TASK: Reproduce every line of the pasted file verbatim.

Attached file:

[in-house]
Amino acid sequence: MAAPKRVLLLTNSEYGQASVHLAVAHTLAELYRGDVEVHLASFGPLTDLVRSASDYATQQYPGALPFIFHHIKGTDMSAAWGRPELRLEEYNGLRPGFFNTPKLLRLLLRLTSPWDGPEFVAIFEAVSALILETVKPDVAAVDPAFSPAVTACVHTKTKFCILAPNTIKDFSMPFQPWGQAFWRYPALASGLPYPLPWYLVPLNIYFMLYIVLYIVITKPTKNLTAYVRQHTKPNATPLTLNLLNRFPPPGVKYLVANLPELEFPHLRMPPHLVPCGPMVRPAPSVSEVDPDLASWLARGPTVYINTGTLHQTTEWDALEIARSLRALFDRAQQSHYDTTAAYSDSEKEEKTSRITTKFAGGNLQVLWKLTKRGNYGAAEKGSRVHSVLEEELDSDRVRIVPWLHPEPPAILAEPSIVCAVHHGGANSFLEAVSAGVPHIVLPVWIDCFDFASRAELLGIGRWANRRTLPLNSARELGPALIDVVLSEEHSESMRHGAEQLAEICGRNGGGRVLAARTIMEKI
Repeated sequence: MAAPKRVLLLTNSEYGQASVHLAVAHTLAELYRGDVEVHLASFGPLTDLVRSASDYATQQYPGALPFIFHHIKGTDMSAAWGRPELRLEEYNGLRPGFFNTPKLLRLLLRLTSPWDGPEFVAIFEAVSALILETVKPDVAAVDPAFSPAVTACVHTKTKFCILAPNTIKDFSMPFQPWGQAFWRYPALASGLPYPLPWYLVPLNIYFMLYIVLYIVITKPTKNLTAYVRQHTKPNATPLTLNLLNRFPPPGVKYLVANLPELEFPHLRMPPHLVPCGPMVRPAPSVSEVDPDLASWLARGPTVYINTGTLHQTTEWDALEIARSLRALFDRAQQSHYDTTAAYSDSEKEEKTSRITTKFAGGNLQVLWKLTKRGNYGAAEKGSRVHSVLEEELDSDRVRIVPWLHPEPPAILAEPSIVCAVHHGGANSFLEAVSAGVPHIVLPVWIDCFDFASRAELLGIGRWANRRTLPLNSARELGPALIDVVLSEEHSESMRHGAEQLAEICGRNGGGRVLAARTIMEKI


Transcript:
[in-house]
Amino acid sequence: MAAPKRVLLLTNSEYGQASVHLAVAHTLAELYRGDVEVHLASFGPLTDLVRSASDYATQQYPGALPFIFHHIKGTDMSAAWGRPELRLEEYNGLRPGFFNTPKLLRLLLRLTSPWDGPEFVAIFEAVSALILETVKPDVAAVDPAFSPAVTACVHTKTKFCILAPNTIKDFSMPFQPWGQAFWRYPALASGLPYPLPWYLVPLNIYFMLYIVLYIVITKPTKNLTAYVRQHTKPNATPLTLNLLNRFPPPGVKYLVANLPELEFPHLRMPPHLVPCGPMVRPAPSVSEVDPDLASWLARGPTVYINTGTLHQTTEWDALEIARSLRALFDRAQQSHYDTTAAYSDSEKEEKTSRITTKFAGGNLQVLWKLTKRGNYGAAEKGSRVHSVLEEELDSDRVRIVPWLHPEPPAILAEPSIVCAVHHGGANSFLEAVSAGVPHIVLPVWIDCFDFASRAELLGIGRWANRRTLPLNSARELGPALIDVVLSEEHSESMRHGAEQLAEICGRNGGGRVLAARTIMEKI
Repeated sequence: MAAPKRVLLLTNSEYGQASVHLAVAHTLAELYRGDVEVHLASFGPLTDLVRSASDYATQQYPGALPFIFHHIKGTDMSAAWGRPELRLEEYNGLRPGFFNTPKLLRLLLRLTSPWDGPEFVAIFEAVSALILETVKPDVAAVDPAFSPAVTACVHTKTKFCILAPNTIKDFSMPFQPWGQAFWRYPALASGLPYPLPWYLVPLNIYFMLYIVLYIVITKPTKNLTAYVRQHTKPNATPLTLNLLNRFPPPGVKYLVANLPELEFPHLRMPPHLVPCGPMVRPAPSVSEVDPDLASWLARGPTVYINTGTLHQTTEWDALEIARSLRALFDRAQQSHYDTTAAYSDSEKEEKTSRITTKFAGGNLQVLWKLTKRGNYGAAEKGSRVHSVLEEELDSDRVRIVPWLHPEPPAILAEPSIVCAVHHGGANSFLEAVSAGVPHIVLPVWIDCFDFASRAELLGIGRWANRRTLPLNSARELGPALIDVVLSEEHSESMRHGAEQLAEICGRNGGGRVLAARTIMEKI